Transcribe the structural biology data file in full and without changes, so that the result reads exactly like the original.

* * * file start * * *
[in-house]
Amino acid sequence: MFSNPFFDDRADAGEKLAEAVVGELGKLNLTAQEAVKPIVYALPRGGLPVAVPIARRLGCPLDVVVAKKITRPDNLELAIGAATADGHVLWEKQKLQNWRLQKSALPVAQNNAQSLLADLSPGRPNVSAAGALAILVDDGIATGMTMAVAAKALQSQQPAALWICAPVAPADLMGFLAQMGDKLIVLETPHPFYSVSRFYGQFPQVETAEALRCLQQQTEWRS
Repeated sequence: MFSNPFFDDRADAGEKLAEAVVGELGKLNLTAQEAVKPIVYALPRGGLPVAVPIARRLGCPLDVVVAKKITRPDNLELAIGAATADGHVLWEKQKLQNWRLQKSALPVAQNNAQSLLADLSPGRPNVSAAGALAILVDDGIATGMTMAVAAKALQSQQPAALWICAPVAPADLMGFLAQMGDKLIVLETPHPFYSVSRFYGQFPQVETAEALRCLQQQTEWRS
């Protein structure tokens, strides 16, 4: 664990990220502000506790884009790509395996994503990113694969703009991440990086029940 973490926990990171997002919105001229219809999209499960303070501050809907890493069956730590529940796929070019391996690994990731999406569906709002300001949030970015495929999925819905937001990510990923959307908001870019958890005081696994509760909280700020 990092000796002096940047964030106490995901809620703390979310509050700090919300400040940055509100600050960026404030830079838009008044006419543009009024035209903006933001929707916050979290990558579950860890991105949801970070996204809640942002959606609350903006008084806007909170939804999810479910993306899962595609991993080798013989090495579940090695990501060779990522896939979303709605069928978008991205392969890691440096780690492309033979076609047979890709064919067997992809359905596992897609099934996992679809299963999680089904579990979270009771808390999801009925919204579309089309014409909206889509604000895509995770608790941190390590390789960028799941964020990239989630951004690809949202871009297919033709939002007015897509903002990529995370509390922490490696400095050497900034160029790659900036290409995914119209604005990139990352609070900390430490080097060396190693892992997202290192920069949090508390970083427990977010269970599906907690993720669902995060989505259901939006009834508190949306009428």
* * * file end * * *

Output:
[in-house]
Amino acid sequence: MFSNPFFDDRADAGEKLAEAVVGELGKLNLTAQEAVKPIVYALPRGGLPVAVPIARRLGCPLDVVVAKKITRPDNLELAIGAATADGHVLWEKQKLQNWRLQKSALPVAQNNAQSLLADLSPGRPNVSAAGALAILVDDGIATGMTMAVAAKALQSQQPAALWICAPVAPADLMGFLAQMGDKLIVLETPHPFYSVSRFYGQFPQVETAEALRCLQQQTEWRS
Repeated sequence: MFSNPFFDDRADAGEKLAEAVVGELGKLNLTAQEAVKPIVYALPRGGLPVAVPIARRLGCPLDVVVAKKITRPDNLELAIGAATADGHVLWEKQKLQNWRLQKSALPVAQNNAQSLLADLSPGRPNVSAAGALAILVDDGIATGMTMAVAAKALQSQQPAALWICAPVAPADLMGFLAQMGDKLIVLETPHPFYSVSRFYGQFPQVETAEALRCLQQQTEWRS
């Protein structure tokens, strides 16, 4: 664990990220502000506790884009790509395996994503990113694969703009991440990086029940 973490926990990171997002919105001229219809999209499960303070501050809907890493069956730590529940796929070019391996690994990731999406569906709002300001949030970015495929999925819905937001990510990923959307908001870019958890005081696994509760909280700020 990092000796002096940047964030106490995901809620703390979310509050700090919300400040940055509100600050960026404030830079838009008044006419543009009024035209903006933001929707916050979290990558579950860890991105949801970070996204809640942002959606609350903006008084806007909170939804999810479910993306899962595609991993080798013989090495579940090695990501060779990522896939979303709605069928978008991205392969890691440096780690492309033979076609047979890709064919067997992809359905596992897609099934996992679809299963999680089904579990979270009771808390999801009925919204579309089309014409909206889509604000895509995770608790941190390590390789960028799941964020990239989630951004690809949202871009297919033709939002007015897509903002990529995370509390922490490696400095050497900034160029790659900036290409995914119209604005990139990352609070900390430490080097060396190693892992997202290192920069949090508390970083427990977010269970599906907690993720669902995060989505259901939006009834508190949306009428």